member of the Labor opposition has suggested that Tasmania introduce laws
requiring all fuel retailers to disclose their fuel buy price as well as their
retail price on fuel rate boards – basically showing market competitors what
their gross margins are.
is a very dangerous suggestion that could seriously distort market competition
and actually increased average fuel prices for Tasmanian motorists”, said Mark.
this week, a federal Nationals MP issued a media release and launched a
petition calling for a Royal Commission into fuel prices.
such a call is perhaps understandable in the face of the current popularity of
Royal Commissions, the fuel industry is already subject to a level of scrutiny
higher than any other industry in the country due to continuous ACCC oversight
and public reporting – such as the report released by the ACCC earlier this
That is to say nothing of the extensive transparency of fuel retail prices now operating because of industry and State/Territory government initiatives that make petrol prices as visible in the digital space as they are in the physical space.
And today, to top it all off, one of Australia’s notable ex-politicians has launched on attack on the fuel industry claiming that the industry operates on a cartel basis.
Dr Hewson’s criticism appeared somewhat confused as it simultaneously criticises fuel market behaviours, fuel quality standards and links the sale of fuel with the health consequences of tobacco.
Dr Hewson’s attack is extraordinary. It demonstrates a complaint lack of understanding of the metropolitan petrol price cycle, the operation of national fuel quality standards and the structure of competition in the Australian fuel retail industry.
“To describe a market that comprises more than 2000 businesses – many of them small and medium – making independent decisions about retail prices, as being an ‘oil cartel’ is absurd in the extreme”, said Mark.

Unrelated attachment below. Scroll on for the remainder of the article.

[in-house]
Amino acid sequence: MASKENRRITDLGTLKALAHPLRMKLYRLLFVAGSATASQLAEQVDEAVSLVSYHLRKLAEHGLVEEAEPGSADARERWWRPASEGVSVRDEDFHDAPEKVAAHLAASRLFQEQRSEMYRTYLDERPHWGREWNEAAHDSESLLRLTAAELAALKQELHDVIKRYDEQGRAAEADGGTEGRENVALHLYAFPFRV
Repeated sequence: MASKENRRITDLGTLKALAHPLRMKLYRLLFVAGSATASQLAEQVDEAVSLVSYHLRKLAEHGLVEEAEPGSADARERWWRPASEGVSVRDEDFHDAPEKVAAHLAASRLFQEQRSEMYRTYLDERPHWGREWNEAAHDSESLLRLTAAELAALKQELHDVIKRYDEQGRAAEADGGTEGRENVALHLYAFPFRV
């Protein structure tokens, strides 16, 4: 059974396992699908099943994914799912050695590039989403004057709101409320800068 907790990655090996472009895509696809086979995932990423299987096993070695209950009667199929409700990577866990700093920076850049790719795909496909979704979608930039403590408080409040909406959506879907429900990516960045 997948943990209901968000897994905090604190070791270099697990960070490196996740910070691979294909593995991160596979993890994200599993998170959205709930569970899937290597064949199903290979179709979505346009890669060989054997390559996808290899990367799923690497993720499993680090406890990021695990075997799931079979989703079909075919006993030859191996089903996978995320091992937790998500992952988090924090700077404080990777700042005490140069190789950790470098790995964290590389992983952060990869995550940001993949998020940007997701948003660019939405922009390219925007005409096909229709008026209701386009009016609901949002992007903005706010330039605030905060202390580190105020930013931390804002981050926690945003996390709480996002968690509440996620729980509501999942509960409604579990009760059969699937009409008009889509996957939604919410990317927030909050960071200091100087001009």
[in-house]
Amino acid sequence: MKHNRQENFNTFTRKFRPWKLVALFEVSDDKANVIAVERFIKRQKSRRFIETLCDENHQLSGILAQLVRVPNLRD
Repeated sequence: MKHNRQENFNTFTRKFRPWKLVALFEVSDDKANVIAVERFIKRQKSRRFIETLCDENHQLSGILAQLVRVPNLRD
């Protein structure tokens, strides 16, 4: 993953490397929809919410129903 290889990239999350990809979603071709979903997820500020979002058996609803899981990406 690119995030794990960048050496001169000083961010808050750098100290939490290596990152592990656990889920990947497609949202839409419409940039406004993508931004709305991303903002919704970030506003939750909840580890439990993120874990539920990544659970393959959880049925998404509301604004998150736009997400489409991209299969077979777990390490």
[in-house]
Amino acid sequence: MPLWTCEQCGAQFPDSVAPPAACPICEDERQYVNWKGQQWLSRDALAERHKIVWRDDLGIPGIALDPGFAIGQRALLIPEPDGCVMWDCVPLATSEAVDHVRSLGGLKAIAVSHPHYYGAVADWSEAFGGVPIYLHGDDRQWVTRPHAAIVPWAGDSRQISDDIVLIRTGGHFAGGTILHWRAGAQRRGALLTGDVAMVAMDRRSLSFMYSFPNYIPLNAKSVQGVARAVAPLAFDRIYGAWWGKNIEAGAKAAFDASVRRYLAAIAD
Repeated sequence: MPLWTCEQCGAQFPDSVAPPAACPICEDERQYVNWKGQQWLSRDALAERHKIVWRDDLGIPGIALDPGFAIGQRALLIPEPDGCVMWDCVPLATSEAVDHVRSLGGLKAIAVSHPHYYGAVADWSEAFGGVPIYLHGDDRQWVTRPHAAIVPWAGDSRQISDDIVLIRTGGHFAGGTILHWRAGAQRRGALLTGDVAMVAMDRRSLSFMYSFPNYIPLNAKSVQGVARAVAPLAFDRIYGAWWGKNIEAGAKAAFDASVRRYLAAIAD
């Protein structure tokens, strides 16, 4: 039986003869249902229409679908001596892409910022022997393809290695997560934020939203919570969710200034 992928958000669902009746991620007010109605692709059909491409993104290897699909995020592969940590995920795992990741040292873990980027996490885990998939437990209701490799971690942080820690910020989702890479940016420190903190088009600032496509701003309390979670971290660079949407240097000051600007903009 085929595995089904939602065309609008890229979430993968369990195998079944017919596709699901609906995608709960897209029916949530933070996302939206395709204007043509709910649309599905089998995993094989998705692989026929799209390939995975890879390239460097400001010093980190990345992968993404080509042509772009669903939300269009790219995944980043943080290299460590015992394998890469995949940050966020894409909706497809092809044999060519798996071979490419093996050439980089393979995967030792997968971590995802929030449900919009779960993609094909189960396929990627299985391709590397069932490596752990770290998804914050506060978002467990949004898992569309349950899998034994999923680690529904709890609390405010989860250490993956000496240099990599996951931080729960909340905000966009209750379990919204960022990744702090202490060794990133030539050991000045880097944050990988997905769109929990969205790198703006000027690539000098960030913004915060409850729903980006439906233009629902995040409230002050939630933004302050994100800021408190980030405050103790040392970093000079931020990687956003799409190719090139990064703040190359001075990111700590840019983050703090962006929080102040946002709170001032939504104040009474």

All of these political interventions over the past fortnight beg a question about the sincerity of public statements being made by politicians at present – all coming in the lead up to a federal election where the two major parties are clambering over each other to demonstrate that they are the champions of addressing rising living costs.
“It is telling to contrast the key messages of the latest ACCC report with the political actions cited above”.
“I really wonder whether any of these politicians have taken the time to read even one of the 38 comprehensive petrol market reports that have been produced in the last 10 years”, said Mark
Perhaps the most favourable assessment of these latest political activities would be that some politicians simply haven’t been following petrol price movements closely enough and are still working with information relating to the high prices experienced in Australia nearly six months ago.
more likely assessment, however, is that some politicians are comfortable
advancing arguments based on the selective use of facts to raise their political
profile on an issue that always grabs a media headline.
Perhaps it is time for politicians to be more responsible with their commentary and recognise that our industry is one that operates with a high level of market transparency, employs more than 70,000 Australians and operates with assets valued in excess of $29B.
“It is incumbent on all of our political leaders to advance positions based on fact in a manner that minimises the risk of unintended adverse economic consequences for all Australians that will likely flow from ill-conceived political and legislative actions”, concluded Mark
“For its part, ACAPMA will continue to promote an increased understanding of the relatively complex market in which we operate and make ourselves available for politicians who are genuinely seeking to understand the characteristics of our market”, concluded Mark